The city has opened a public survey for people to vote on the five semifinalist designs until Friday night. The public feedback will be taken into account when a committee composed of members of Tubman’s family, historians, educators, public artists and other stakeholders selects the winning design in October.
Race was not a specific criterion in the selection process, Lee said. The city selected the five semifinalists, she said, by examining photos of the designs and asking the artists about Tubman’s importance.
“We looked at the artists who applied to ask about whether or not they reflected the diversity of the Philadelphia community,” Lee said.
Wofford said he considered entering the competition with one of his designs but thought he would have an unfair advantage because of his previous discussions with the city. He said he did offer a larger version of “Journey to Freedom” at cost if Philadelphia needed a fallback plan.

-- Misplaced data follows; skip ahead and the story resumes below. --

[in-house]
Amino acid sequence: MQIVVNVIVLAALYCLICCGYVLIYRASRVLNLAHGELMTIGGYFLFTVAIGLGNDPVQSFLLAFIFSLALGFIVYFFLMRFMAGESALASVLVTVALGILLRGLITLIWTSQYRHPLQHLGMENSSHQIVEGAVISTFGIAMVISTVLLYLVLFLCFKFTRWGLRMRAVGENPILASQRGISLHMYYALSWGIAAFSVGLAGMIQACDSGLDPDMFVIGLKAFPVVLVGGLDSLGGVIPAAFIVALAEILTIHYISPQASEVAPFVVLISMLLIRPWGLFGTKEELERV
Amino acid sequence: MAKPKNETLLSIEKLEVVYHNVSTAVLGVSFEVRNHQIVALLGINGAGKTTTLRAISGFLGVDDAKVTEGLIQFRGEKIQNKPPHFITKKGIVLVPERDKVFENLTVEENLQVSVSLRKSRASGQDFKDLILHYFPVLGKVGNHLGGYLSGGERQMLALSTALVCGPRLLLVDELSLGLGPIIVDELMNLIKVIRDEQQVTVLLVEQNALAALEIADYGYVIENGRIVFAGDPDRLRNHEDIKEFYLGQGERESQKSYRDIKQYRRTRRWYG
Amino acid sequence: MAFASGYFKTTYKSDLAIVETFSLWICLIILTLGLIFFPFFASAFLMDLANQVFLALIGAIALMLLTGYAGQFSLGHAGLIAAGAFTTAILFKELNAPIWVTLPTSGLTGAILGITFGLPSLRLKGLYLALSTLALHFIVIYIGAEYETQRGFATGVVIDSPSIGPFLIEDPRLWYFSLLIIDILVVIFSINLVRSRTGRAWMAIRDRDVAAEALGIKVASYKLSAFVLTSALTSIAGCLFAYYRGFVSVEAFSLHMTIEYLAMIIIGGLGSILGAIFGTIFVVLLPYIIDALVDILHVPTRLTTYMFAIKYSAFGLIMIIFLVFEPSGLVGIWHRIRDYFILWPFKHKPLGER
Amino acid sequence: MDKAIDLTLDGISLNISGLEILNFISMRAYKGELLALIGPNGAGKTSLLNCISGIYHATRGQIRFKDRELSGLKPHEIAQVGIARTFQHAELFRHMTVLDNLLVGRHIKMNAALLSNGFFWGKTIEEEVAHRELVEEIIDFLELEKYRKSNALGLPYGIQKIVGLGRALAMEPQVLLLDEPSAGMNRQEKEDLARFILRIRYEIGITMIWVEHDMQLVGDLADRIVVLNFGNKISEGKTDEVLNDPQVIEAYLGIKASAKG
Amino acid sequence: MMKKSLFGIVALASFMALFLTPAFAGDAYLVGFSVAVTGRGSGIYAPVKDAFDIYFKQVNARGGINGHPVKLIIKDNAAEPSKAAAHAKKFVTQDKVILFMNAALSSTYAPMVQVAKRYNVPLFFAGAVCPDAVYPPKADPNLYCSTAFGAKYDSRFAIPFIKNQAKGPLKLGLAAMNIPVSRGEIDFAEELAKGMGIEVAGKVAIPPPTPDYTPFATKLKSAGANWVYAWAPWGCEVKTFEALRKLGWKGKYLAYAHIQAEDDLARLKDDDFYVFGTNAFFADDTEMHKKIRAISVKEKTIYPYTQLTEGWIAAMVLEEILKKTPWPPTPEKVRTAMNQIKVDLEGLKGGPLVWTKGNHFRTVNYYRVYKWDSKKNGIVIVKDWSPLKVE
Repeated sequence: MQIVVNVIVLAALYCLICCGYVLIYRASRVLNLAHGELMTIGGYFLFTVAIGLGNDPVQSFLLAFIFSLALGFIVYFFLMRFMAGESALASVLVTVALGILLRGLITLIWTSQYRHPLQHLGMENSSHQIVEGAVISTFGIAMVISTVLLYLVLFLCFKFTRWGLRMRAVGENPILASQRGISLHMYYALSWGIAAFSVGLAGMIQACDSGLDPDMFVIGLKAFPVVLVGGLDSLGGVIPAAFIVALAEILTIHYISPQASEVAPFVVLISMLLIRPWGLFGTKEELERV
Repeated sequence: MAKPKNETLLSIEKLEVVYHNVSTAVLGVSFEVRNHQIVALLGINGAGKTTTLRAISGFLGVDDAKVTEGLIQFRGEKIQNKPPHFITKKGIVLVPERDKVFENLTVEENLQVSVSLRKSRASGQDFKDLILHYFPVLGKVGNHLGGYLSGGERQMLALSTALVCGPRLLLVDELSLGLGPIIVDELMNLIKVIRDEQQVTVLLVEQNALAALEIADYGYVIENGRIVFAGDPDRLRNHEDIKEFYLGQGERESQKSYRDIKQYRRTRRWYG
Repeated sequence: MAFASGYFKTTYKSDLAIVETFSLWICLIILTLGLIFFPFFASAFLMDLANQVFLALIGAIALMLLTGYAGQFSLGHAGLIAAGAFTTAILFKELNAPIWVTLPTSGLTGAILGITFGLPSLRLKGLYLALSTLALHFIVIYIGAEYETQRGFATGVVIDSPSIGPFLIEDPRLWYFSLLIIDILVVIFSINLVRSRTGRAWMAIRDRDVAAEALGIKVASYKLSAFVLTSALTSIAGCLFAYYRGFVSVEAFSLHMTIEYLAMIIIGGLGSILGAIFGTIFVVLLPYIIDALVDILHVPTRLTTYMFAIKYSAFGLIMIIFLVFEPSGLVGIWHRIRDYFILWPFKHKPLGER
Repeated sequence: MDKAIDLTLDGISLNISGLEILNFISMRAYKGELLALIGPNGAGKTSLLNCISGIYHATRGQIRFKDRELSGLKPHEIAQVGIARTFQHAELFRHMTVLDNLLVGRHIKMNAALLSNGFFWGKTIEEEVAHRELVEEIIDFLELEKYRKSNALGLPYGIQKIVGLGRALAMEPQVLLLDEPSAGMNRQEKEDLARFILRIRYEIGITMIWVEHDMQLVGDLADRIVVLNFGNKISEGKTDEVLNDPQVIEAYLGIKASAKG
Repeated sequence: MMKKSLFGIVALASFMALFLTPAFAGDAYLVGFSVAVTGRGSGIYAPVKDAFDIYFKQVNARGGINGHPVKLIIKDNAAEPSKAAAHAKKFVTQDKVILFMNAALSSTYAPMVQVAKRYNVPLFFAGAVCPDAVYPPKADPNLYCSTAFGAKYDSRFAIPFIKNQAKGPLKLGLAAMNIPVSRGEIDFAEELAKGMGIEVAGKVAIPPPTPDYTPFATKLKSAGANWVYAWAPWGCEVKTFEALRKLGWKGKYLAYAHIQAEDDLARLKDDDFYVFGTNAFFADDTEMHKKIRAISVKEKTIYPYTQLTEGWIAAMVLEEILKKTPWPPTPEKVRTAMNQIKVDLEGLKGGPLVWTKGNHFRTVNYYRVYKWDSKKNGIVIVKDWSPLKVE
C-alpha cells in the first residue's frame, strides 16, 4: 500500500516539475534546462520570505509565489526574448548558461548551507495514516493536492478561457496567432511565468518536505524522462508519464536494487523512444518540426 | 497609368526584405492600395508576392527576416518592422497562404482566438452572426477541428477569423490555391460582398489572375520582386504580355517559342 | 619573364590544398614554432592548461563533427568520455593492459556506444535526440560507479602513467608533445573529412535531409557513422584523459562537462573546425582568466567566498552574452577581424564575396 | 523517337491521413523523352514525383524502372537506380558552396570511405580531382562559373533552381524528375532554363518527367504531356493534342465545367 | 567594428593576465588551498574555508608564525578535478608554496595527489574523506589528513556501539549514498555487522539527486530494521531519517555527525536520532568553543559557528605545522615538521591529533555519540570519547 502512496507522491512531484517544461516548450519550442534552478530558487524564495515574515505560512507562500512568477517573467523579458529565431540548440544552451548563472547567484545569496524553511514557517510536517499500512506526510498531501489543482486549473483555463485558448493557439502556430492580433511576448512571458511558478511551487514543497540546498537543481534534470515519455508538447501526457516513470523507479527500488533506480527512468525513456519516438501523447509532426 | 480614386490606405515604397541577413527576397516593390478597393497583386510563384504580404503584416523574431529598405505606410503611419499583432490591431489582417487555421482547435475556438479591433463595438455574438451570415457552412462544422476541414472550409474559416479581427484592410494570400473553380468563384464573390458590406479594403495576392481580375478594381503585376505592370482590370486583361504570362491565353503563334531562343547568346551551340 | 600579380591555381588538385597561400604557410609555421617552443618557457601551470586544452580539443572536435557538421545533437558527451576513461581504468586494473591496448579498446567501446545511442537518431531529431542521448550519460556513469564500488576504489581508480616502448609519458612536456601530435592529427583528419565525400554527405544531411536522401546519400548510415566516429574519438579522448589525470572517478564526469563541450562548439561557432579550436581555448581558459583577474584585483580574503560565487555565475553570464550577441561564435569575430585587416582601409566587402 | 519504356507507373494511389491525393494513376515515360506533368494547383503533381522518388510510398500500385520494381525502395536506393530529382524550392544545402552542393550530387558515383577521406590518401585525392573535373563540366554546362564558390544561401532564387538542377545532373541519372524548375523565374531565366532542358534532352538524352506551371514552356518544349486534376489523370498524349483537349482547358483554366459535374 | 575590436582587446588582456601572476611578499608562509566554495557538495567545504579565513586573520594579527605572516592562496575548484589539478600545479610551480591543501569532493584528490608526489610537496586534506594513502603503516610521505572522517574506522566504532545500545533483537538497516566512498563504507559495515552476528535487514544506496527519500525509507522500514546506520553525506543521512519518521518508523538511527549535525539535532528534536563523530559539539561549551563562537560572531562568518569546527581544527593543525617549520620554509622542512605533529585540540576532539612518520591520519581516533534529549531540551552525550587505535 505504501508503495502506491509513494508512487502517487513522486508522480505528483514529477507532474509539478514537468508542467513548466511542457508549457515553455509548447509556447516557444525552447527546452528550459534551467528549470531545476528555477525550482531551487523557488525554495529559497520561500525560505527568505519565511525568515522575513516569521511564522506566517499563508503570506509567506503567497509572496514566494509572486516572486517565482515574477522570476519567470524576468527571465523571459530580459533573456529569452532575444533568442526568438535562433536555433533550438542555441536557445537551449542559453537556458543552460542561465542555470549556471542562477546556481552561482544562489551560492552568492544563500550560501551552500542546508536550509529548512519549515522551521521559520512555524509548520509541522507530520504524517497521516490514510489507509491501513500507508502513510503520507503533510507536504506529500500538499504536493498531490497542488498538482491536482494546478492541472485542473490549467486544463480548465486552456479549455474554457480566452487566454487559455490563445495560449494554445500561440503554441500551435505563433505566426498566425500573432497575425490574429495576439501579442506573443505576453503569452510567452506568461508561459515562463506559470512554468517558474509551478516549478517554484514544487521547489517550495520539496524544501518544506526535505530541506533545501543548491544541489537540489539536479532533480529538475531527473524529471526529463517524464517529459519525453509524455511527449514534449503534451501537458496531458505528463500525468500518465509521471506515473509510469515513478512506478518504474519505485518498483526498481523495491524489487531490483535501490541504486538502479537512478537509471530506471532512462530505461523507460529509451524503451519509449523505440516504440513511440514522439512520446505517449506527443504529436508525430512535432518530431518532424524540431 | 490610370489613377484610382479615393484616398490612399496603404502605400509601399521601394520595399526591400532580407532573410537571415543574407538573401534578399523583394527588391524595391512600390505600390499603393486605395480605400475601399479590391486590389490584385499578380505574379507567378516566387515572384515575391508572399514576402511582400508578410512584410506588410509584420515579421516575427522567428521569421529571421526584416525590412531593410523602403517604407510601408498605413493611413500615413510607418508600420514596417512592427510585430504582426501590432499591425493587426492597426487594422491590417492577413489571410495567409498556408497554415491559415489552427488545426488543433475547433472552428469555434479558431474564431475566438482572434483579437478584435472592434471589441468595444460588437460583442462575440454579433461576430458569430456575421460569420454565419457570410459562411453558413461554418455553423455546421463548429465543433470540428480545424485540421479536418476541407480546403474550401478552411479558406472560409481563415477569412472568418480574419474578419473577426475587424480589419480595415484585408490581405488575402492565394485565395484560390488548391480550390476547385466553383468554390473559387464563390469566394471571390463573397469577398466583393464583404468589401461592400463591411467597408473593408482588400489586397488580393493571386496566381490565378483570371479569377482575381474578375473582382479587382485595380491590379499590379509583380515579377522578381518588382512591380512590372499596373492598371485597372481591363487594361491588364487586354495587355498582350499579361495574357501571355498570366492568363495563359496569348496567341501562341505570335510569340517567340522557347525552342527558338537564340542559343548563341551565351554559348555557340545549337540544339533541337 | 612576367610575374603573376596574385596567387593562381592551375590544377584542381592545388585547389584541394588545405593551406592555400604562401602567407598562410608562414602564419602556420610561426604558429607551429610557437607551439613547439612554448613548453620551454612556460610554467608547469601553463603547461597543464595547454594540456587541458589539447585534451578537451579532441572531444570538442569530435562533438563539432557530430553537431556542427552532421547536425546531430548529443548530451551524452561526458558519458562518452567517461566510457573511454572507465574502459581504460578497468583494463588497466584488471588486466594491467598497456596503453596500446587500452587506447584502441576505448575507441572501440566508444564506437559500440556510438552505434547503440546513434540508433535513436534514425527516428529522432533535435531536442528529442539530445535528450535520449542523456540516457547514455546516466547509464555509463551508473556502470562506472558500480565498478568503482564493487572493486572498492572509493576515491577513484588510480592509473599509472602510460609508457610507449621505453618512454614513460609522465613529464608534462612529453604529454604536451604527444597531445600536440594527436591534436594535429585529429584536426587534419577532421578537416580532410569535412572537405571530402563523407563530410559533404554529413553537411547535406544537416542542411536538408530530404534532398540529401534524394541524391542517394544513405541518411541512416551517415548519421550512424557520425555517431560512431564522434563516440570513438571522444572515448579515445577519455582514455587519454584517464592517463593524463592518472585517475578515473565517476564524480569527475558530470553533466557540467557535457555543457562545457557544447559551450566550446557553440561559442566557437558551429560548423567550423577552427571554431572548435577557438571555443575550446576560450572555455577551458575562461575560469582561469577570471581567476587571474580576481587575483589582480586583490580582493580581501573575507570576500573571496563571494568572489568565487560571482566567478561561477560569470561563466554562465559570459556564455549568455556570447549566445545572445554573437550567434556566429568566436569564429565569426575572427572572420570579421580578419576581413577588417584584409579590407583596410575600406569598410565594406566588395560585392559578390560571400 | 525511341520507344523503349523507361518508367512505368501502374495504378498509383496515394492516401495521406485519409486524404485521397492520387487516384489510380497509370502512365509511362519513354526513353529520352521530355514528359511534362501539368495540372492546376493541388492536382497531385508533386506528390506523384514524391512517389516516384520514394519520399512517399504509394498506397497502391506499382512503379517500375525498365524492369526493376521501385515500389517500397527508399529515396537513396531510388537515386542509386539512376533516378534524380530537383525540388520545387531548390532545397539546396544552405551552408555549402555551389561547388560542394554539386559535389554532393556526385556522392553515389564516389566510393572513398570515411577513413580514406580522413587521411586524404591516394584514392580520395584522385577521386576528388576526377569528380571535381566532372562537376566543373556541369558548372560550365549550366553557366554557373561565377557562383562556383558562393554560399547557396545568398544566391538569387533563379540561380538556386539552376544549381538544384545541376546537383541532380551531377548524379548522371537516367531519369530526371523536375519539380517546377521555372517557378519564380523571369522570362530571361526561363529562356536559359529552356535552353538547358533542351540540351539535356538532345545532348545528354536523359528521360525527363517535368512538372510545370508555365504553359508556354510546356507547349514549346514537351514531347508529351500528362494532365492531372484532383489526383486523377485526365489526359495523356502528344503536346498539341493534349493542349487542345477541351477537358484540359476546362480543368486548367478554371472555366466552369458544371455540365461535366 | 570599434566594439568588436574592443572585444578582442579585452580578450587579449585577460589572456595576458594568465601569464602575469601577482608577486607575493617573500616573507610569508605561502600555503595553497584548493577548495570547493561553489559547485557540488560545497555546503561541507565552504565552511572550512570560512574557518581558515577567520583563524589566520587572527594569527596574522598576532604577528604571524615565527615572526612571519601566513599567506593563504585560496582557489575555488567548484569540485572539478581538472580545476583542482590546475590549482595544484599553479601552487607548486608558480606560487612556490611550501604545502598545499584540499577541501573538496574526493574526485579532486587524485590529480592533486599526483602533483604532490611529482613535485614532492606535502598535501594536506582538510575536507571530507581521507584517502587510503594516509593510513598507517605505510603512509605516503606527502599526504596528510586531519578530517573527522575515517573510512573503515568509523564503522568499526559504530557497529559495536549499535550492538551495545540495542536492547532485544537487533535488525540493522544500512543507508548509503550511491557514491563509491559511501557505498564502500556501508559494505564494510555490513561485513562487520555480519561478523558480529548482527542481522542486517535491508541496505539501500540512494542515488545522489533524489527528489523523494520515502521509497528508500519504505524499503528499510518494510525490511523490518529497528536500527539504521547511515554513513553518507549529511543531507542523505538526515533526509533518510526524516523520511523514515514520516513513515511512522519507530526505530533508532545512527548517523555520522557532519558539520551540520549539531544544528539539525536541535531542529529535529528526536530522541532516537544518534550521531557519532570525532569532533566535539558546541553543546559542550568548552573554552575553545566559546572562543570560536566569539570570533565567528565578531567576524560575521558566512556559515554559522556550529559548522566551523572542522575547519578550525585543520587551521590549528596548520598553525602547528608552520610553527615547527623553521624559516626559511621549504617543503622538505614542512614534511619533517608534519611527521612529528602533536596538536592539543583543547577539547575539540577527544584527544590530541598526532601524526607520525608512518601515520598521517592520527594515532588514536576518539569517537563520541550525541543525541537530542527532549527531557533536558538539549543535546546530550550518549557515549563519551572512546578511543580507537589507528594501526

Bagwell’s design, “Harriet Tubman, City of Liberty,” shows a nine-foot-tall Tubman when she first arrives in Philadelphia at age 29, standing with her palms open to the sky. The untitled design from Richard Blake shows Tubman holding a lantern, a pistol tucked in her belt as she walks beneath the Liberty Bell.
“Together in Freedom,” a design by Tanda Francis, 45, depicts several silhouettes of Tubman over a keystone. An untitled design by Alvin Pettit shows Tubman bent in a praying stance as if she is leaning into the wind, and a design by Basil Watson, called “Keep Going,” depicts Tubman leading people escaping from slavery toward freedom.